Podcast: How we'll kill all the DRM in the world, forever

I'm keynoting the O'Reilly Security Conference in New York in Oct/Nov, so I stopped by the O'Reilly Security Podcast (MP3) to explain EFF's Apollo 1201 project, which aims to kill all the DRM in the world within a decade. Read the rest

Modern Farmer on how the DMCA takes away farmers' rights over their tractors

In spring, 2015, American farmers started to spread the word that John Deere claimed that a notorious copyright law gave the company exclusive dominion over repairs to Deere farm-equipment, making it a felony (punishable by 5 years in prison and a $500K fine for a first offense) to fix your own tractor. Read the rest

Tenant farmers: how "smart" agricultural equipment siphons off farmers' crop and soil data

The agricultural sector is increasingly a data-driven business, where the "internet of farming" holds out the promise of highly optimized plowing, fertilizing, sowing, pest-management and harvesting -- a development that is supercharging the worst practices of the ag-business monopolies that have been squeezing farmers for most of a century. Read the rest

After advertiser complaints, Farm News fires editorial cartoonist who criticized John Deere & Monsanto

Rick Friday has been the editorial cartoonist for Farm News for 21 years, with a weekly slot in every Friday's paper. Read the rest

Ferguson spends itself into the poor-house defending cops' dirty "failure to comply" busts

Ferguson's cops aren't just notorious for being an invading domestic military force: long before that, they were notorious for "failure to comply" arrests, where (mostly brown) people who were minding their own businesses were arrested for refusing to show ID, move along, or following other orders from uniformed officers. Read the rest

The DMCA poisoned the Internet of Things in its cradle

Bruce Schneier explains the short, terrible history of the Internet of Things, in which companies were lured to create proprietary lock-ins for their products because the DMCA, a stupid 1998 copyright law, gave them the power to sue anyone who made a product that connected to theirs without permission. Read the rest

Judge ruling could expose who sells execution drugs to Arkansas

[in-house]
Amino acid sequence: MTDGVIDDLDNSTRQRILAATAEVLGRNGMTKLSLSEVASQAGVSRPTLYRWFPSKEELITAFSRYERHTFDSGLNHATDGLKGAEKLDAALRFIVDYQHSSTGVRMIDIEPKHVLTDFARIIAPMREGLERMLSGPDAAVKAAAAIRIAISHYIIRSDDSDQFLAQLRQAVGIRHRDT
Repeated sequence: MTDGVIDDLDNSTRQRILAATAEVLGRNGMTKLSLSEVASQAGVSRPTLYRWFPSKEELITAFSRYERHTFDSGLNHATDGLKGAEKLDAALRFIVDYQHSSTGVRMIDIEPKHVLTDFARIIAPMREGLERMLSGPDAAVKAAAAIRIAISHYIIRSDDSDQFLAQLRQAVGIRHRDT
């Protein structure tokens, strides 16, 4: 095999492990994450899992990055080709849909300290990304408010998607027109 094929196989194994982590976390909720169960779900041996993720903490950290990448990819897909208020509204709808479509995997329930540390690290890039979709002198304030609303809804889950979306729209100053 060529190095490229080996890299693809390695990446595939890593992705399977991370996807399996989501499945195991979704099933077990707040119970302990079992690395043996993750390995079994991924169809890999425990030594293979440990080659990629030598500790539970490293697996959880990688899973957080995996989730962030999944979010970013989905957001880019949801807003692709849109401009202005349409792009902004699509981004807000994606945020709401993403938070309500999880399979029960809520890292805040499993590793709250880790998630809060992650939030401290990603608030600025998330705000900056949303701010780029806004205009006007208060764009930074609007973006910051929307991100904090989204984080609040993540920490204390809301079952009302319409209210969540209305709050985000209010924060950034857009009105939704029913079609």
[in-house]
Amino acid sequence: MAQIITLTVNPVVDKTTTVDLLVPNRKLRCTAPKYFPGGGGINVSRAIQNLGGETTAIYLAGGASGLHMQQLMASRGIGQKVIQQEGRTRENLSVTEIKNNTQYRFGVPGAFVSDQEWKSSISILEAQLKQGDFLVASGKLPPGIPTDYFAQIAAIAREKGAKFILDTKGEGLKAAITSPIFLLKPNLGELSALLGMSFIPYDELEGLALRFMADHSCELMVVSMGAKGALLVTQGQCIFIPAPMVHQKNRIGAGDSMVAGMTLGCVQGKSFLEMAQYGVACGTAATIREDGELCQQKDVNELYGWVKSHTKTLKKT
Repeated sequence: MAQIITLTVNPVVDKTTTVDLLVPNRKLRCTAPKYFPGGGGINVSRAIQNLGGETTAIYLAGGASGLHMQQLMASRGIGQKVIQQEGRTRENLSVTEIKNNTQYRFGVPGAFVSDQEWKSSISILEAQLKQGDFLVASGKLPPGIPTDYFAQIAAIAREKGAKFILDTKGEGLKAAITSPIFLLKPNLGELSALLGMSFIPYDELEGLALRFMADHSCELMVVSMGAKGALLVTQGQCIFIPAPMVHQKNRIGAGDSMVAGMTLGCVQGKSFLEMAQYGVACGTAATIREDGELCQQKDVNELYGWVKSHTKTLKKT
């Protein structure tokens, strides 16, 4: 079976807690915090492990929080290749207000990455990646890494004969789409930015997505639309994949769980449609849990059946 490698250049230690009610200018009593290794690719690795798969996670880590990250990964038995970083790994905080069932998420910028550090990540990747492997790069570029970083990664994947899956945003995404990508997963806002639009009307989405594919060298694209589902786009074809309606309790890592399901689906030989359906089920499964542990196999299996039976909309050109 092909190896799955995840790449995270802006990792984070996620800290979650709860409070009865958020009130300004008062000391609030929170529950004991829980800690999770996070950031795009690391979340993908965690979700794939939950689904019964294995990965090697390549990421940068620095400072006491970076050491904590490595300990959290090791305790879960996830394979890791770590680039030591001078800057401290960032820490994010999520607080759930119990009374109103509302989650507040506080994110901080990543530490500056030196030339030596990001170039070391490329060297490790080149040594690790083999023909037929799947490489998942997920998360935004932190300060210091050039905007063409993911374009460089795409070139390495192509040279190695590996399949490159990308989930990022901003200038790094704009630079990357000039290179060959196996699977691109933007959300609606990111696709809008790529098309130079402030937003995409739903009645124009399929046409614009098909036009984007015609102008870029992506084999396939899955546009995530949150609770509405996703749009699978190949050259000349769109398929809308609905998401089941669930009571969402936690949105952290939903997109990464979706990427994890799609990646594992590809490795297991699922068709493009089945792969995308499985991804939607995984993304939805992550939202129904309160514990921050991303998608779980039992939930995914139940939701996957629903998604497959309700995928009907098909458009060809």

An Arkansas judge has struck a law from the books that allowed the state to keep secret where it gets execution drugs from.

The change means pharmaceutical companies who sold life-ending drugs to executioners without the public's knowledge may soon be exposed, writes Claudia Lauer.

The judge also ordered the state to disclose drug details, including the makers and suppliers, by noon Friday.

"It is common knowledge that capital punishment is not universally popular," Griffen wrote. "That reality is not a legitimate reason to shield the entities that manufacture, supply, distribute, and sell lethal injection drugs from public knowledge." Judd Deere, a spokesman for Arkansas Attorney General Leslie Rutledge, said late Thursday that the office had filed notice of appeal with the state Supreme Court. Rutledge also asked for an immediate stay of Griffen's order.

Arkansas Governor Asa Hutchinson is angry about the ruling because the execution drug suppliers were "assured confidentiality." Read the rest

Ifixit is the new Justice League of America and Kyle Wiens is its Superman

Motherboard's Jason Koebler follows Kyle Wiens around the Electronics Reuse Conference -- Burning Man for the service-people who fix your phones, laptops, and other devices -- in New Orleans. Wiens is founder and CEO of Ifixit, whose mission is to tear down every single thing you own, write a repair manual for it, and source or manufacture the parts you need to fix it yourself. Read the rest